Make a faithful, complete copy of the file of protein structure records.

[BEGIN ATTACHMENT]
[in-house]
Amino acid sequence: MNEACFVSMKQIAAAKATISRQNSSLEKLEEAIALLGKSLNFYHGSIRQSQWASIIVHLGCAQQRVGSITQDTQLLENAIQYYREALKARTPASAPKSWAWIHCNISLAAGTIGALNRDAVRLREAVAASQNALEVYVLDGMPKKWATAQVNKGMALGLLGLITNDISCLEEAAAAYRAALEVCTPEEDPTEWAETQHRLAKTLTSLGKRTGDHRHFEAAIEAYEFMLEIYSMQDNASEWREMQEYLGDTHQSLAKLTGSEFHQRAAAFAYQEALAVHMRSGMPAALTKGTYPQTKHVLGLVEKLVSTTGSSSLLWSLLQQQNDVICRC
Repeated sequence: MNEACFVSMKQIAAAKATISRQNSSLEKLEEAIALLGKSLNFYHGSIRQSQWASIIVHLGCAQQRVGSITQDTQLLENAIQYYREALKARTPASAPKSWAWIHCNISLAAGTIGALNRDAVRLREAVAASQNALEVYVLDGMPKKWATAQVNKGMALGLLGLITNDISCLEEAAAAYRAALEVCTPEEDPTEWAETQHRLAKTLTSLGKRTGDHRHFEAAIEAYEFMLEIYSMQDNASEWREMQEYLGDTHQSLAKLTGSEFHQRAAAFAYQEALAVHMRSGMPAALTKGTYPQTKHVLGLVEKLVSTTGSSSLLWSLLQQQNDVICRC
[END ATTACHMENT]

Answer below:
[in-house]
Amino acid sequence: MNEACFVSMKQIAAAKATISRQNSSLEKLEEAIALLGKSLNFYHGSIRQSQWASIIVHLGCAQQRVGSITQDTQLLENAIQYYREALKARTPASAPKSWAWIHCNISLAAGTIGALNRDAVRLREAVAASQNALEVYVLDGMPKKWATAQVNKGMALGLLGLITNDISCLEEAAAAYRAALEVCTPEEDPTEWAETQHRLAKTLTSLGKRTGDHRHFEAAIEAYEFMLEIYSMQDNASEWREMQEYLGDTHQSLAKLTGSEFHQRAAAFAYQEALAVHMRSGMPAALTKGTYPQTKHVLGLVEKLVSTTGSSSLLWSLLQQQNDVICRC
Repeated sequence: MNEACFVSMKQIAAAKATISRQNSSLEKLEEAIALLGKSLNFYHGSIRQSQWASIIVHLGCAQQRVGSITQDTQLLENAIQYYREALKARTPASAPKSWAWIHCNISLAAGTIGALNRDAVRLREAVAASQNALEVYVLDGMPKKWATAQVNKGMALGLLGLITNDISCLEEAAAAYRAALEVCTPEEDPTEWAETQHRLAKTLTSLGKRTGDHRHFEAAIEAYEFMLEIYSMQDNASEWREMQEYLGDTHQSLAKLTGSEFHQRAAAFAYQEALAVHMRSGMPAALTKGTYPQTKHVLGLVEKLVSTTGSSSLLWSLLQQQNDVICRC